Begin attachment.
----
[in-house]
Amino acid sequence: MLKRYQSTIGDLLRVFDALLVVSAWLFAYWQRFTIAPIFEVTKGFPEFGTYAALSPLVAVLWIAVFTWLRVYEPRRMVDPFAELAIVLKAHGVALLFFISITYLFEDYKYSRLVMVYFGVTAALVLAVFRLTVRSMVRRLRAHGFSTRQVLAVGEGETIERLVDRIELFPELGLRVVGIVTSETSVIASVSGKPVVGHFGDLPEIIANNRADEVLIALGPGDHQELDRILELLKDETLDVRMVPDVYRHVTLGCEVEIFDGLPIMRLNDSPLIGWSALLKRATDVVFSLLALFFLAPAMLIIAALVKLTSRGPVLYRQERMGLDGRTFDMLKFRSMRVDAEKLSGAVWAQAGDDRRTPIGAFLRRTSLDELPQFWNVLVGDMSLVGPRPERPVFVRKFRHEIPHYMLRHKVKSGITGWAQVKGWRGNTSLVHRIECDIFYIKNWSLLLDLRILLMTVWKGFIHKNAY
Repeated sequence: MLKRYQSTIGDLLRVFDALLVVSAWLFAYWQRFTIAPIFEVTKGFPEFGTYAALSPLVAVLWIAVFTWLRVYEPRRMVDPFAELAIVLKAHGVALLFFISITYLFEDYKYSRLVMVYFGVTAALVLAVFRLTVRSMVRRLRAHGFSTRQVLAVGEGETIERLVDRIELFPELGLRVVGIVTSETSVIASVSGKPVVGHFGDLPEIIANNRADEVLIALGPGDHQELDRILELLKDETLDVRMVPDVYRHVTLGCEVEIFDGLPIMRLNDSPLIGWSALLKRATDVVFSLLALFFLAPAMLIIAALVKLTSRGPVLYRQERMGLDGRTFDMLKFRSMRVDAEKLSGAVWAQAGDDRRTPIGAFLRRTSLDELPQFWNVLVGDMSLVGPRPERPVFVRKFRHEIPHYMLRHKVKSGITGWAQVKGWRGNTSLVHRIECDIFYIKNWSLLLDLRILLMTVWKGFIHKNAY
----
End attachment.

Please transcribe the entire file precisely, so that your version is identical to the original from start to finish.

[in-house]
Amino acid sequence: MLKRYQSTIGDLLRVFDALLVVSAWLFAYWQRFTIAPIFEVTKGFPEFGTYAALSPLVAVLWIAVFTWLRVYEPRRMVDPFAELAIVLKAHGVALLFFISITYLFEDYKYSRLVMVYFGVTAALVLAVFRLTVRSMVRRLRAHGFSTRQVLAVGEGETIERLVDRIELFPELGLRVVGIVTSETSVIASVSGKPVVGHFGDLPEIIANNRADEVLIALGPGDHQELDRILELLKDETLDVRMVPDVYRHVTLGCEVEIFDGLPIMRLNDSPLIGWSALLKRATDVVFSLLALFFLAPAMLIIAALVKLTSRGPVLYRQERMGLDGRTFDMLKFRSMRVDAEKLSGAVWAQAGDDRRTPIGAFLRRTSLDELPQFWNVLVGDMSLVGPRPERPVFVRKFRHEIPHYMLRHKVKSGITGWAQVKGWRGNTSLVHRIECDIFYIKNWSLLLDLRILLMTVWKGFIHKNAY
Repeated sequence: MLKRYQSTIGDLLRVFDALLVVSAWLFAYWQRFTIAPIFEVTKGFPEFGTYAALSPLVAVLWIAVFTWLRVYEPRRMVDPFAELAIVLKAHGVALLFFISITYLFEDYKYSRLVMVYFGVTAALVLAVFRLTVRSMVRRLRAHGFSTRQVLAVGEGETIERLVDRIELFPELGLRVVGIVTSETSVIASVSGKPVVGHFGDLPEIIANNRADEVLIALGPGDHQELDRILELLKDETLDVRMVPDVYRHVTLGCEVEIFDGLPIMRLNDSPLIGWSALLKRATDVVFSLLALFFLAPAMLIIAALVKLTSRGPVLYRQERMGLDGRTFDMLKFRSMRVDAEKLSGAVWAQAGDDRRTPIGAFLRRTSLDELPQFWNVLVGDMSLVGPRPERPVFVRKFRHEIPHYMLRHKVKSGITGWAQVKGWRGNTSLVHRIECDIFYIKNWSLLLDLRILLMTVWKGFIHKNAY